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Closer Look: Solyndra Shutdown Being Felt Beyond Solar Industry

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Barack Obama lifts a solar panel with Chief Executive Officer Chris Gronet (R) as Executive Vice President, Operations and Engineering Ben Bierman looks on during a tour of Solyndra, Inc., a solar panel manufacturing facility, May 26, 2010 in Fremont.  (Mandel Ngan/AFP/Getty Images)

Barack Obama lifts a solar panel with Chief Executive Officer Chris Gronet (R) as Executive Vice President, Operations and Engineering Ben Bierman looks on during a tour of Solyndra, Inc., a solar panel manufacturing facility, May 26, 2010 in Fremont. (Mandel Ngan/AFP/Getty Images)

FREMONT (CBS 5) – The bankruptcy filing by Solyndra may be just be the beginning of the fallout following the company’s demise. Smaller Bay Area businesses have felt the ripple effect the former solar giant set off when it closed down its operation in the last week.

Just like the 1,1000 Solyndra employees that have been laid off, local companies like Advantage Metal Products are experiencing financial pain.

Advantage Metal owners Phil and Mike Segundo told CBS 5 they are owed thousands of dollars for specially designed and engineered products they have already made and shipped to Solyndra.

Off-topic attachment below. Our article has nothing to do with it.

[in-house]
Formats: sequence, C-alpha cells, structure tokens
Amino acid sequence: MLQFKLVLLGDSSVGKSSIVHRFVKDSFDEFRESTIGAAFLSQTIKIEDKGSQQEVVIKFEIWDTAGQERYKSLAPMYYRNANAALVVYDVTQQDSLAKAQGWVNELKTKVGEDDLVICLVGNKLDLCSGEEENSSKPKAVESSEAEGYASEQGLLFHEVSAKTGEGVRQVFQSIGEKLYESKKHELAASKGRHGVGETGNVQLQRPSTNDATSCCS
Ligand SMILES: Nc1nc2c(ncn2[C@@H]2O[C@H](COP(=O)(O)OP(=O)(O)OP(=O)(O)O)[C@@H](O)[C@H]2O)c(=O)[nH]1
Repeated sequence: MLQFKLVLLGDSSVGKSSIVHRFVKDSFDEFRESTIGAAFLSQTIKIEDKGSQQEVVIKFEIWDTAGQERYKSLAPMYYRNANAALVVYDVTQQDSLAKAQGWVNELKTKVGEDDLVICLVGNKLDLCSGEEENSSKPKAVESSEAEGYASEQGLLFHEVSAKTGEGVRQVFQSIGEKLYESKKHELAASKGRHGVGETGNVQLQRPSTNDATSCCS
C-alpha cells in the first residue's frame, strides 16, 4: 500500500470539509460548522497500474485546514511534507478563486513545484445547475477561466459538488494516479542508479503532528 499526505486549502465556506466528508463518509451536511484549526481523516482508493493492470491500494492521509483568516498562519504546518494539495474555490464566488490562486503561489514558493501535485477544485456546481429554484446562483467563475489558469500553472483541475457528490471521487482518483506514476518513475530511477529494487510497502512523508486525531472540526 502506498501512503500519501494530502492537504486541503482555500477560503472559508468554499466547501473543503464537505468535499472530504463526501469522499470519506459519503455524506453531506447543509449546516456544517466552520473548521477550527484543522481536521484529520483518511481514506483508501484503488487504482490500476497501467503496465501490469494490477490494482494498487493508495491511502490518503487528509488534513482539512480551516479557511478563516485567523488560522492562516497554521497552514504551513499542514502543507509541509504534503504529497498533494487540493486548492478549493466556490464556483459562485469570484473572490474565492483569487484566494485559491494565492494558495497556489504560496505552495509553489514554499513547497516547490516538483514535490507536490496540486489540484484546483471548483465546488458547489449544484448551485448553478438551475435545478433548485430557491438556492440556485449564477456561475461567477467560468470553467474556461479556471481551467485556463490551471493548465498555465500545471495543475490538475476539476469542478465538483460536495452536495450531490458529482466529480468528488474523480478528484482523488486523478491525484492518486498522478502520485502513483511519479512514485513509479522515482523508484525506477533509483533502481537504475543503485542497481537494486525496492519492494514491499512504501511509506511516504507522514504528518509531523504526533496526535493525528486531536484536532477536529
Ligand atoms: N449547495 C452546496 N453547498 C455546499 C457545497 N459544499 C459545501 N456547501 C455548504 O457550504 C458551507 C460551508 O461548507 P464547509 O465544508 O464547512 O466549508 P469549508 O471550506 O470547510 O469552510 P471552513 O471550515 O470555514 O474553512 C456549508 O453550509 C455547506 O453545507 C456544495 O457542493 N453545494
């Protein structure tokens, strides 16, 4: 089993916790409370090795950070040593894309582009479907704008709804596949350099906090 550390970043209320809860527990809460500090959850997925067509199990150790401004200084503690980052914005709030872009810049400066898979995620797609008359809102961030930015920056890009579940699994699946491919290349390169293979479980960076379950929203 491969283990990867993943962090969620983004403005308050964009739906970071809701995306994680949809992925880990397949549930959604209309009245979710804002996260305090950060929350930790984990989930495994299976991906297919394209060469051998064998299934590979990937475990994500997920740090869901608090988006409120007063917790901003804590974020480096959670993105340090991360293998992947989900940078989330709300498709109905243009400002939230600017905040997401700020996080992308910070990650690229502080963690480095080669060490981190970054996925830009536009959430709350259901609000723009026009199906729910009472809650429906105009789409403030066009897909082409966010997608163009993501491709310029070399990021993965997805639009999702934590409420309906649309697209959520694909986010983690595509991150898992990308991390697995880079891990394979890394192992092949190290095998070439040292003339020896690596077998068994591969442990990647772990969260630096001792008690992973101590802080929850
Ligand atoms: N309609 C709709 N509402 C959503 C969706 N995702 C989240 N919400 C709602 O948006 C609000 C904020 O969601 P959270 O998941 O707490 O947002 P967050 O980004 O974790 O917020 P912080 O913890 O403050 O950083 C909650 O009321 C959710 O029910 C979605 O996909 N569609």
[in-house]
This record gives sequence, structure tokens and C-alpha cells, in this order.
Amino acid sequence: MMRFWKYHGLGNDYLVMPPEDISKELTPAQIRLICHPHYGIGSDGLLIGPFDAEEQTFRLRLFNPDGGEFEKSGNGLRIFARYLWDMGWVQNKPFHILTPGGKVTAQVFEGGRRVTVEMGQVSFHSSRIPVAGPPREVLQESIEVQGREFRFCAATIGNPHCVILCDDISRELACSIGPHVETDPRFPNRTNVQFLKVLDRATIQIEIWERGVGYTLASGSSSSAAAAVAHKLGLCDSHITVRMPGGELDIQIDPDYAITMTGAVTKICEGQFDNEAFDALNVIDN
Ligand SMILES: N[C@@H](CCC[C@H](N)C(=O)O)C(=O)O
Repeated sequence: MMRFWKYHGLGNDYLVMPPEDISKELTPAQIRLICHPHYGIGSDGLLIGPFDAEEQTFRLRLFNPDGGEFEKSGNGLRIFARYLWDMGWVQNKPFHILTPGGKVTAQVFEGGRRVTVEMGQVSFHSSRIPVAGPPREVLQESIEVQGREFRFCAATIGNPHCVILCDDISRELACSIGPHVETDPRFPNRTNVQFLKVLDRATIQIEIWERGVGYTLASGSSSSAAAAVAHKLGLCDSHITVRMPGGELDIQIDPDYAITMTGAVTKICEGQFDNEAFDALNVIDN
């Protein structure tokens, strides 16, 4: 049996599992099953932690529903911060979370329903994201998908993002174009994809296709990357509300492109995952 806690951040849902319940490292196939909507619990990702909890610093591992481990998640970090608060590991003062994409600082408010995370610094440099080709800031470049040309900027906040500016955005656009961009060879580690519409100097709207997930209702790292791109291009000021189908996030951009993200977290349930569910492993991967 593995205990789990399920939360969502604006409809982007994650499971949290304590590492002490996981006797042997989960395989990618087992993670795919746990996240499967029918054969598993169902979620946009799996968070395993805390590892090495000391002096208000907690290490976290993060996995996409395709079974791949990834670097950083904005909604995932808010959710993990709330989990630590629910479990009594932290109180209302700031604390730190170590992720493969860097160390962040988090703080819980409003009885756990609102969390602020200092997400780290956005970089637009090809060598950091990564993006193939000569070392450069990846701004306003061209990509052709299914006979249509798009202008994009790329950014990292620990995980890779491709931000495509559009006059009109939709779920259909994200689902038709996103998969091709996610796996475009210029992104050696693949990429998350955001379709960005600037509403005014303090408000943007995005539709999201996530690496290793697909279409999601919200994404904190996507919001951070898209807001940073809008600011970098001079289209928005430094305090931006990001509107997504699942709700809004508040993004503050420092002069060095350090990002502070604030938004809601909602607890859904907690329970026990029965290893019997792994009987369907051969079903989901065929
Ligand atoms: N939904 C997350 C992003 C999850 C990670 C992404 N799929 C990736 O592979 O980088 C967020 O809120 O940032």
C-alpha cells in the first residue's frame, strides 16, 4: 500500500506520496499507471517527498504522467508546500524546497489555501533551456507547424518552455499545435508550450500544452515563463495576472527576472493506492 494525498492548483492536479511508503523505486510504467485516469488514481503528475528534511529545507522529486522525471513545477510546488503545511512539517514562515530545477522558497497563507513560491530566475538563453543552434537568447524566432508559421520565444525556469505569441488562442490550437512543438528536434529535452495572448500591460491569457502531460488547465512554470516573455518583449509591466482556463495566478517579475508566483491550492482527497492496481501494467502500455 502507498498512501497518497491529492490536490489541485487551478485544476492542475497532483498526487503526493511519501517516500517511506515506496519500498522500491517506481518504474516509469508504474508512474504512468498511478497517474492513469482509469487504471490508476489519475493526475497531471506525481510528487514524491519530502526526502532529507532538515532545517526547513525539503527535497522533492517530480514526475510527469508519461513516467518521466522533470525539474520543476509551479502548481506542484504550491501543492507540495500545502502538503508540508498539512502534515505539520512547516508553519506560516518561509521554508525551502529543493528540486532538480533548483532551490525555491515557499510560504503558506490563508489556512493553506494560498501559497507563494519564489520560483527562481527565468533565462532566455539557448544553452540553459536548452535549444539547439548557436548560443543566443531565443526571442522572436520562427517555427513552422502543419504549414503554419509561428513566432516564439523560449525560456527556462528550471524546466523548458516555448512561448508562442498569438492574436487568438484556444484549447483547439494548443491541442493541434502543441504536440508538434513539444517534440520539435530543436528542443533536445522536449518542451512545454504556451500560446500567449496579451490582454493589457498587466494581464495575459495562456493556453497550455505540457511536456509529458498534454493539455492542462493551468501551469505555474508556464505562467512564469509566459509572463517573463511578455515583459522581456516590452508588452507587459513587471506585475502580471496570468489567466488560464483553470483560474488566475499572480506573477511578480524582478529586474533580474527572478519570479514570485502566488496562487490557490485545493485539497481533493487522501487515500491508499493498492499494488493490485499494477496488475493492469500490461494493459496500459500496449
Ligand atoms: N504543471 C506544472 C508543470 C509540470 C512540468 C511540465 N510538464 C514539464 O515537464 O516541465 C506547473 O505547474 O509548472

“We had pushed in the last quarter to get their shipments out on their final production line assembly products to get them into 100 percent go motion to produce their solar panels,” said Mike Segundo, President of Advantage Metal. “I am still in shock. (After) all of the work we have done over the past couple of years with them, we didn’t have any notice whatsoever.”

Segundo said that Advantage Metal has a diversified clientele that includes Homeland Security and big box retail. The company has no plans to lay off any of its nearly 65 employees, but it could face eating the cost of Solyndra’s unpaid bill.

The money that Solyndra owes Advantage Metal might seem trivial compared to the $535 million Solyndra received from the federal government, but the co-owners still want to know what happened to all the cash.

“Where did it go? I don’t have any of it. I wish I did. It would definitely help at this point. I think that there are a lot of other companies like myself that are actually in the same boat, and not to mention the employees of Solyndra too,” said Phil Segundo. “It is very frustrating to say the least.”

Advantage Metal said it has not been contacted by the FBI in conjunction with their on-going investigation. Both Segundos also said they have no idea if and when their company will be paid by Solyndra.

(Copyright 2011 by CBS San Francisco. All Rights Reserved. This material may not be published, broadcast, rewritten, or redistributed.)

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